Occasionally we do get out of the house. And occasionally it’s to more exotic places than Home Depot or Target. So just like our past adventures to Savannah, Florida and our road trip to Dallas we wanted to take you along for our Labor Day weekend trip to Ithaca, NY. The reason for the trip? Sherry’s brother Dan was gettin’ hitched!
Yep, that’s Almost-Doctor-Dan (as many of you know him) marrying his bride Ali during their beautiful lakeside wedding in wine country just outside of Ithaca. The ceremony was touching and fun-filled at the same time (the officiant was their friend and Wedding Bee blogger Mrs. Hermit Crab, fyi). I even got to watch my two girls walk down the aisle together (Sherry actually wore Clara in her carrier, which seemed to be a hit with other wedding-goers). Not too shabby for Clara’s first wedding.
The wedding took place at a picturesque spot called The Fontainebleu Inn, a historic estate that we got to explore a lot of as we hunted for private spots for diaper changes and nursing.
While the weekend was certainly filled with family and wedding-related adventures, we carved out some time of our own to explore the area. And thanks to some tips from readers Amanda, Kirsten, Ashley, Julie, Nicole, and Josh (via Twitter/Facebook) we were able to live like true Ithacans for a couple of days – which we’re pretty sure requires inserting a “gorges” pun periodically into conversation.
Wordplay aside, Ithaca was a scenic spot with lots of opportunities for sightseeing and photo taking (too bad we managed to forget the good camera at home). For example, here’s Ithaca Falls – which actually cascades right through the center of town:
We also checked out Cornell Plantations (both Dan & Ali met at Cornell where he was getting his undergrad, and he’s now getting his PHD at Columbia and they’re living it up in NYC like Sherry and I once did). The plantations were a HUGE area filled with gardens, lakes, walking paths, and an arboretum. Sherry’s biggest takeaway from that trip was actually these chunky stone steps that were spotted frequently (and sat upon occasionally). Makes us want to do some landscaping!
But beyond beautiful greenery, one of the things that impressed us most about Ithaca was its green-ness. Perhaps its because its residents are blessed with such a stunning natural setting that they seemed to work extra hard at being eco. We lost count of the number of places we spotted with compost receptacles right alongside the standard trash and recycling bins – like this one at Collegetown Bagels. And nearly every cup and plastic utensil that we used was recycled and even compostable.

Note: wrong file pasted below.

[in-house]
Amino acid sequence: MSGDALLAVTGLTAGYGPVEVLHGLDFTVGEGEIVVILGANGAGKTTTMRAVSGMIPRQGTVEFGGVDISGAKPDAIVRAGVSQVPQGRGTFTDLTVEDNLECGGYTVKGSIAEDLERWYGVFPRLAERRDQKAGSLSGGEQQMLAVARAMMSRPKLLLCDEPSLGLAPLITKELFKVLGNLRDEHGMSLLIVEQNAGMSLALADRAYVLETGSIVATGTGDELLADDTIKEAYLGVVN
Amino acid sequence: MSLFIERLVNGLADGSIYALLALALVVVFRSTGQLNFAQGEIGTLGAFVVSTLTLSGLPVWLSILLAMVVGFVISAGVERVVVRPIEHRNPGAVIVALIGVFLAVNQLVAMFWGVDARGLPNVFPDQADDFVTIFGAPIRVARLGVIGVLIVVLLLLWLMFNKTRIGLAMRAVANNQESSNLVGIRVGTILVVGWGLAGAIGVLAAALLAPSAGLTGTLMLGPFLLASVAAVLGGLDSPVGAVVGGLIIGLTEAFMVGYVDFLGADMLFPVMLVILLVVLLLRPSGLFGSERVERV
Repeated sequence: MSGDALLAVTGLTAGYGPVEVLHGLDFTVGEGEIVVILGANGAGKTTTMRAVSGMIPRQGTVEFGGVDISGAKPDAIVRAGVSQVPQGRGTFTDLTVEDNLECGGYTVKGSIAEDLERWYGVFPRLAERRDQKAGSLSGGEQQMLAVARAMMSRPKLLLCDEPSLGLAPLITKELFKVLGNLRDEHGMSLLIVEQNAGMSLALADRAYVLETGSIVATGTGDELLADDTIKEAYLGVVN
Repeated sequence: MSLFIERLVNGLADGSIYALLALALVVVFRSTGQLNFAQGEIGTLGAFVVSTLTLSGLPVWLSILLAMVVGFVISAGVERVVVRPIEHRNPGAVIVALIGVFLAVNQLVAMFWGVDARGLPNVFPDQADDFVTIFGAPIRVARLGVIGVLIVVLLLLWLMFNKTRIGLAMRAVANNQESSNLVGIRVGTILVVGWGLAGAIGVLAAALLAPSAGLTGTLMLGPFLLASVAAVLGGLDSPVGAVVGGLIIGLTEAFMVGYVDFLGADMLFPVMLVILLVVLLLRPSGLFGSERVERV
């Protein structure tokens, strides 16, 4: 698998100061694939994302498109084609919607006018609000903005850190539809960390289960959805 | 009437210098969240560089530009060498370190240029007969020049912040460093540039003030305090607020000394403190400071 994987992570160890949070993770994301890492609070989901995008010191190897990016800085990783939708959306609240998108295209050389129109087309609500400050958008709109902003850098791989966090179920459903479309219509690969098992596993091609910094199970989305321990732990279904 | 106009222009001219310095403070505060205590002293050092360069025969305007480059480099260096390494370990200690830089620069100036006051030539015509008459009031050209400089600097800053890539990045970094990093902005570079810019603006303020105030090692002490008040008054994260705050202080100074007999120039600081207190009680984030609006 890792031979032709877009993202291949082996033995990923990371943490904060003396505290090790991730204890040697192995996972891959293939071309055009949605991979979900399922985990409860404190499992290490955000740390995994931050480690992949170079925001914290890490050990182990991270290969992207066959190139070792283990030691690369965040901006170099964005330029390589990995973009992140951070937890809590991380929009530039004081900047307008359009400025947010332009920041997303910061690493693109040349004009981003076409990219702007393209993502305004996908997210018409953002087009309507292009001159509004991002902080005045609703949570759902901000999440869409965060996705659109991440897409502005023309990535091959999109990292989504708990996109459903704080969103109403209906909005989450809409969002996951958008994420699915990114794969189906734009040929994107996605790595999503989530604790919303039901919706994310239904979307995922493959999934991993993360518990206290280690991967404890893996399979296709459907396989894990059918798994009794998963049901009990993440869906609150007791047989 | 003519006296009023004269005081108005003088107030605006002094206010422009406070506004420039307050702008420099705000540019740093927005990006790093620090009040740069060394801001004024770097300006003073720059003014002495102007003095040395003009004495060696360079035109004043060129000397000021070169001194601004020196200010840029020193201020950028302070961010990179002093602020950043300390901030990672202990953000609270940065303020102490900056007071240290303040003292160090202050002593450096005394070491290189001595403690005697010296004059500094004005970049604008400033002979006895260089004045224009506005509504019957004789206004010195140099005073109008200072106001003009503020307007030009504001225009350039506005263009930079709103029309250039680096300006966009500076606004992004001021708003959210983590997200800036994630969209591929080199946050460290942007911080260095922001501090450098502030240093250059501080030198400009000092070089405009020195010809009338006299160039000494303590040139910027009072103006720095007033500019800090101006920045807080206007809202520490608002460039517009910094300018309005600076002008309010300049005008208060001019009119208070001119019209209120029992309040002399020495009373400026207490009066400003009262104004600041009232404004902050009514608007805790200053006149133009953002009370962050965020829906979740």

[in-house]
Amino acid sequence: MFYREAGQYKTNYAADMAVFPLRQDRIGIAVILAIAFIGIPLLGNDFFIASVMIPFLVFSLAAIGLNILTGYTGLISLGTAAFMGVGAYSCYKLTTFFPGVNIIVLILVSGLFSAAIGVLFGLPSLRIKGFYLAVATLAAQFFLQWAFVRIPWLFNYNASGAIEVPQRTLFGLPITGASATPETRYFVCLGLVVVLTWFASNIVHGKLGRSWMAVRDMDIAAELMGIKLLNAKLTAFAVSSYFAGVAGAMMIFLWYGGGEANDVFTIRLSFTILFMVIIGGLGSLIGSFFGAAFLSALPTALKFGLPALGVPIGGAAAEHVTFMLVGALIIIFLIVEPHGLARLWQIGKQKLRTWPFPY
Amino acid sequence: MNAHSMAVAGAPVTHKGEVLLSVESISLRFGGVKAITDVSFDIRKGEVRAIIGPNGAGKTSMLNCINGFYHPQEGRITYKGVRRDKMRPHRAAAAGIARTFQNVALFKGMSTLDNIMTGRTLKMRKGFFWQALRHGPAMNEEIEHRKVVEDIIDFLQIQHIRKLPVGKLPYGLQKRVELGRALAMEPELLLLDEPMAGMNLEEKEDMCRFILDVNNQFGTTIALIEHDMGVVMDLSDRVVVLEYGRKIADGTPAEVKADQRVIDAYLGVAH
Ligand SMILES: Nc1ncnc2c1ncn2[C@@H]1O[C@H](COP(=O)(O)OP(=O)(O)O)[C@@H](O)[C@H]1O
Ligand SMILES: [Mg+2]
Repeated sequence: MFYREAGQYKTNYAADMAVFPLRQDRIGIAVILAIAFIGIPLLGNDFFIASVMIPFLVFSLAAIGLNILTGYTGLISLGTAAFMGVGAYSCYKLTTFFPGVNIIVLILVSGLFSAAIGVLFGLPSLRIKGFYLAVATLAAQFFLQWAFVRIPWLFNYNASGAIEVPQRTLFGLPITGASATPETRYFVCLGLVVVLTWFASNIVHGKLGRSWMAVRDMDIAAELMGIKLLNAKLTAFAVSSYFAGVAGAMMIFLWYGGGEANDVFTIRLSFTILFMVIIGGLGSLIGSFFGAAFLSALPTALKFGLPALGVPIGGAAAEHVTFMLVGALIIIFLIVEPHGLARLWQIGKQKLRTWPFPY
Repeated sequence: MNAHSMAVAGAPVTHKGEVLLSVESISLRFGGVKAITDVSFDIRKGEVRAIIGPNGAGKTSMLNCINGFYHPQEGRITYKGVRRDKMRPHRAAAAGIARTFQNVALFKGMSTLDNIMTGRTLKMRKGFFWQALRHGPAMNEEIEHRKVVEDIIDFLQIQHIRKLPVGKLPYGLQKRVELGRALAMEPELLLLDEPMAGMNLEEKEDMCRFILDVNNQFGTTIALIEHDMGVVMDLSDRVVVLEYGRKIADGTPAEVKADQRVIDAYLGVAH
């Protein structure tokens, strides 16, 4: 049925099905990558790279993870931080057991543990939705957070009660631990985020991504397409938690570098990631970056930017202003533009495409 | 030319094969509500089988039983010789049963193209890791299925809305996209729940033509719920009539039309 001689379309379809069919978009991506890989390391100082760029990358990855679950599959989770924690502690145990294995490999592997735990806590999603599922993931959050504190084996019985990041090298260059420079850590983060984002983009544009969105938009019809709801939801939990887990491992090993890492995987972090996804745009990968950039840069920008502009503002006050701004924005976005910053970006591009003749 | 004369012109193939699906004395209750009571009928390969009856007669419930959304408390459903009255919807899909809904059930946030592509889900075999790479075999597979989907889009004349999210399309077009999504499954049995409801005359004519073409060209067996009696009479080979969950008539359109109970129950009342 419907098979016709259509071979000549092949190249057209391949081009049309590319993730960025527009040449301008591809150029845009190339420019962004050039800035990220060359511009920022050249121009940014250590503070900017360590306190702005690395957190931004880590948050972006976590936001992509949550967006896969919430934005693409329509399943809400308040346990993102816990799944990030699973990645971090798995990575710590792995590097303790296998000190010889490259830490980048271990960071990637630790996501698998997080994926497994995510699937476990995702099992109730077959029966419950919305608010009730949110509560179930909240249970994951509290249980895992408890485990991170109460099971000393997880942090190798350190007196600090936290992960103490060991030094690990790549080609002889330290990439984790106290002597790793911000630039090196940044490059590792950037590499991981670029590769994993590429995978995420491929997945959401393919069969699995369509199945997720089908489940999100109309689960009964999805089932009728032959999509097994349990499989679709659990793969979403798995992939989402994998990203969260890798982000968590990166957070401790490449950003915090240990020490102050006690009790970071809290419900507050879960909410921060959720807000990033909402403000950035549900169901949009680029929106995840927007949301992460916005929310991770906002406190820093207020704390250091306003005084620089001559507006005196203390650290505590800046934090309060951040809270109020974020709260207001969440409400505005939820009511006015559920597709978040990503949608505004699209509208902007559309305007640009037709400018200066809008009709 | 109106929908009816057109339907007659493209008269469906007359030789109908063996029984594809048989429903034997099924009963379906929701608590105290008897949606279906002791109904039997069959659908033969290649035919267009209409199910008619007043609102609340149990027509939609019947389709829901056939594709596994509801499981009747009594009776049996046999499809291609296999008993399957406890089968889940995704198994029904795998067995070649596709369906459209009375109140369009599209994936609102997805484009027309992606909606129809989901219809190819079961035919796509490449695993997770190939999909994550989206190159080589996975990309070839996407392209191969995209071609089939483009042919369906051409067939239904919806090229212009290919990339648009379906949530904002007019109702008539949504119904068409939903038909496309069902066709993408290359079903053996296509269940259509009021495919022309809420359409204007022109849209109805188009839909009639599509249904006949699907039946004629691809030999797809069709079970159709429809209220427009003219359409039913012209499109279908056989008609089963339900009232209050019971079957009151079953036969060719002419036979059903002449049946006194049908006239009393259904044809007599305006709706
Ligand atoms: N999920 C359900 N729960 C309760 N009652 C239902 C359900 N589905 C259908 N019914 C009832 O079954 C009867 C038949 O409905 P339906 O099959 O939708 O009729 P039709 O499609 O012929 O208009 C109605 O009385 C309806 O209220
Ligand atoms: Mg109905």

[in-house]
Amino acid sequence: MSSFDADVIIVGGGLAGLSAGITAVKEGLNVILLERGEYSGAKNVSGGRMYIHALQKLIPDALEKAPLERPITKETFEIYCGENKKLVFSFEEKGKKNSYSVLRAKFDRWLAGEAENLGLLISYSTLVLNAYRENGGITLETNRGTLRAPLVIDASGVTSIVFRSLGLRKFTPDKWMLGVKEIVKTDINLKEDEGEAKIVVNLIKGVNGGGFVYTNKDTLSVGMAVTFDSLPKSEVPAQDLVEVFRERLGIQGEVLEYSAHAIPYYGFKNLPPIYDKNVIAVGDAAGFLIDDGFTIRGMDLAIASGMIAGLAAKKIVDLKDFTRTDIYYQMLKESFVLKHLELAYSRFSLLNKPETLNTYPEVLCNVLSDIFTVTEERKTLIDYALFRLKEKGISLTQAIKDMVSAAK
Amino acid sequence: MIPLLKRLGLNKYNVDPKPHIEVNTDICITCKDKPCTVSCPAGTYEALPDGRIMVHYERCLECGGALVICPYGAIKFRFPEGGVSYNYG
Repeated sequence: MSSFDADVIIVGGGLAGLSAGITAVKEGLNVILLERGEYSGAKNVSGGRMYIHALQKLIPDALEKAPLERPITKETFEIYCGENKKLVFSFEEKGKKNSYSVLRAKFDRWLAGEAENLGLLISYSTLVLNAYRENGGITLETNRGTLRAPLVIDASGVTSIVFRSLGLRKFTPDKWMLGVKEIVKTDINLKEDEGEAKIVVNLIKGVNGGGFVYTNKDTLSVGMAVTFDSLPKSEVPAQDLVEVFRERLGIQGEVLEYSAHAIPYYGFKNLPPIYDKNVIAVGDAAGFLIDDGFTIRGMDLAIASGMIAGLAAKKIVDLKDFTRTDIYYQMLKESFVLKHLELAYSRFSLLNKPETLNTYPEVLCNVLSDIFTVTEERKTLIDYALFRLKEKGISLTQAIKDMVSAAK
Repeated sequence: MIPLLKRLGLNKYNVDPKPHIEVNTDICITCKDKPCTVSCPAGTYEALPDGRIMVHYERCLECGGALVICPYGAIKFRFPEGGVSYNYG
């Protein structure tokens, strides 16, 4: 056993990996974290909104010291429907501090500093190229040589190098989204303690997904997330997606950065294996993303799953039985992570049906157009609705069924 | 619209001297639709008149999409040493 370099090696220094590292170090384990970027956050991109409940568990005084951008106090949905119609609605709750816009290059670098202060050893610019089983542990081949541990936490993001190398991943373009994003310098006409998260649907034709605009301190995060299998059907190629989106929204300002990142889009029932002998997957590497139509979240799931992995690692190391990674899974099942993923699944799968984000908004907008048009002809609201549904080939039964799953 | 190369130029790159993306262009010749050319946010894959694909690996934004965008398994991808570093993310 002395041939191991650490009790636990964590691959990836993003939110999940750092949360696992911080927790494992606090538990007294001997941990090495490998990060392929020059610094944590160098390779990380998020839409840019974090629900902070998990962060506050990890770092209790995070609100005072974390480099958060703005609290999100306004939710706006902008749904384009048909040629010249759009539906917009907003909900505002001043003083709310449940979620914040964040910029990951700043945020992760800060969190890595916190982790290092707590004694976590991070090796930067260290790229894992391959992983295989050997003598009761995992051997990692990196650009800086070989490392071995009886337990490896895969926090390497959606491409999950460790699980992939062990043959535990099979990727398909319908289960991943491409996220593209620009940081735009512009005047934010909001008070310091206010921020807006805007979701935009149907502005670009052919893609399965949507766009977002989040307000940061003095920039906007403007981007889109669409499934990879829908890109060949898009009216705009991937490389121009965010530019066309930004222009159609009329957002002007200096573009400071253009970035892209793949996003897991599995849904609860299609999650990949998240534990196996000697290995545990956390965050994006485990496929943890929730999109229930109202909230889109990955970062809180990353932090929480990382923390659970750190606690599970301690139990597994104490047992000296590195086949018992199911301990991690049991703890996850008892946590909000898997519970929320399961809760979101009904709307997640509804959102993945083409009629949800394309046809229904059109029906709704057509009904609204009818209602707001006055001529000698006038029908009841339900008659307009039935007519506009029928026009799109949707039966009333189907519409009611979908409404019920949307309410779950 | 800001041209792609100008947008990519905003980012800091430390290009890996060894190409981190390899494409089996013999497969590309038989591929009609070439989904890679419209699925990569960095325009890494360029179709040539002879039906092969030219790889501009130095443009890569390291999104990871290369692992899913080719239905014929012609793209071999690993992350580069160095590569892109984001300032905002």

And their Farmer’s Market kind puts Richmond’s to shame. Once we managed to find a parking spot, we loved how there was not only fresh local food to buy (or eat on the spot) but tons of housewares, clothing, and art too.
We particularly loved the style of these graphic clothes and handmade pillows. We left empty handed though because we arrived devoid of any cash (which was probably a good thing since our car was packed with baby stuff anyway).
And thanks to the tips sent by our readers, we also were able to check out a lot of stores with waste-not mentality, like Home Green Home – which even carried those beer and soda bottle tumblers I tried to make (for $8 a pop, by the way). Sigh.
There was also an architectural salvage spot called Significant Elements that carried your usual collection of old windows, doors, and plumbing fixtures along with some more interesting finds that we loved:
We also ventured into a thrift store called Mimi’s Attic that focused on just household items, including some upcycled furniture like these brightly colored pieces that would provide a fun Domino-ish pop of color.
Right next to Mimi’s Attic was a second-hand baby store called Mama Goose. It was filled with gently used clothing, books, games, and any other kind of baby gear you could think of. We even walked out with some of the Charlie’s Soap that many of our varsity cloth diapering readers had recommended for washing Clara’s dipes. So far we’re loving it by the way.
Ithaca actually had a lot of great places for kid-related shopping. At the Ithaca Commons walking mall (where we found Home Green Home) there was also a place called Jillian’s Drawers. They introduced us to the novel concept of buying gently used cloth diapers (they looked like new) and renting baby carriers so you can figure out which is best for you before buying one (which definitely can save money and storage space since you’re guaranteed to end up with something you and your wee one like). Genius.
There was also an awesome toy store called Alphabet Soup that we thoroughly enjoyed (even though Clara slept through it- figures). I couldn’t decide which I liked most: the bright recycled-wood dinosaur toy or the chunky modern alphabet blocks.
But then I spotted the Plan Toys Green Dollhouse and suddenly had a clear winner in my mind. We already own a few Plan Toys because they’re green and fun, so we were totally entertained by the thought of someday getting this dollhouse for Clara. Yes, it actually has a recycling station and solar panels.
So that wraps up our little trip to Ithaca. Thanks again to the folks who offered up suggestions for what to see and do (we also loved our dinner at the Moosewood Restaurant and the Hot Truck subs that we snagged before the wedding). We’d love to go back to Ithaca someday when Clara’s a bit older and we can take her on some of those “gorges” waterfall hikes. Ok, I think I’m done with the gorgeous/gorges puns for now.
Have any of you guys traveled to (or lived in) Ithaca and have other must-see, must-do, or must-eat items to add to the mix for a future trip by us or someone reading? Or do you have other Ithaca-like cities that you’d suggest we check out?